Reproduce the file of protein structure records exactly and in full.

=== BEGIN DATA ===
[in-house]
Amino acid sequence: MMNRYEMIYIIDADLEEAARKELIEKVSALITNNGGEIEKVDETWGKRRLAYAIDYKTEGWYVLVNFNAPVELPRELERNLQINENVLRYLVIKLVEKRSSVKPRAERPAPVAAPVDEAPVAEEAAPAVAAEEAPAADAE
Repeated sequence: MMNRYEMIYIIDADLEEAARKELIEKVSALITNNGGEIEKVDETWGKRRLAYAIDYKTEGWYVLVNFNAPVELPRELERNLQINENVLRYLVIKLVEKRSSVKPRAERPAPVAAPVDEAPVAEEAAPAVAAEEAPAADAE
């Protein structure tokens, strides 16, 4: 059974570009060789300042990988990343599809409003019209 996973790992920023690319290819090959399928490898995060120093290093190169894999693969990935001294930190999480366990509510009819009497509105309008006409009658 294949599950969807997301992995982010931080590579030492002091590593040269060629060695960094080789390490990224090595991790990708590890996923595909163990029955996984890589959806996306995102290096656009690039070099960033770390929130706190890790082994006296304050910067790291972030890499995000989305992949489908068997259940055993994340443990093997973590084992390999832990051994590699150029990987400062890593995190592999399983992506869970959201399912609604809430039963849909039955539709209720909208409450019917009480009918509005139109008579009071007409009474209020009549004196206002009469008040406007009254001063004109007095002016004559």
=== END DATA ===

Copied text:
[in-house]
Amino acid sequence: MMNRYEMIYIIDADLEEAARKELIEKVSALITNNGGEIEKVDETWGKRRLAYAIDYKTEGWYVLVNFNAPVELPRELERNLQINENVLRYLVIKLVEKRSSVKPRAERPAPVAAPVDEAPVAEEAAPAVAAEEAPAADAE
Repeated sequence: MMNRYEMIYIIDADLEEAARKELIEKVSALITNNGGEIEKVDETWGKRRLAYAIDYKTEGWYVLVNFNAPVELPRELERNLQINENVLRYLVIKLVEKRSSVKPRAERPAPVAAPVDEAPVAEEAAPAVAAEEAPAADAE
């Protein structure tokens, strides 16, 4: 059974570009060789300042990988990343599809409003019209 996973790992920023690319290819090959399928490898995060120093290093190169894999693969990935001294930190999480366990509510009819009497509105309008006409009658 294949599950969807997301992995982010931080590579030492002091590593040269060629060695960094080789390490990224090595991790990708590890996923595909163990029955996984890589959806996306995102290096656009690039070099960033770390929130706190890790082994006296304050910067790291972030890499995000989305992949489908068997259940055993994340443990093997973590084992390999832990051994590699150029990987400062890593995190592999399983992506869970959201399912609604809430039963849909039955539709209720909208409450019917009480009918509005139109008579009071007409009474209020009549004196206002009469008040406007009254001063004109007095002016004559």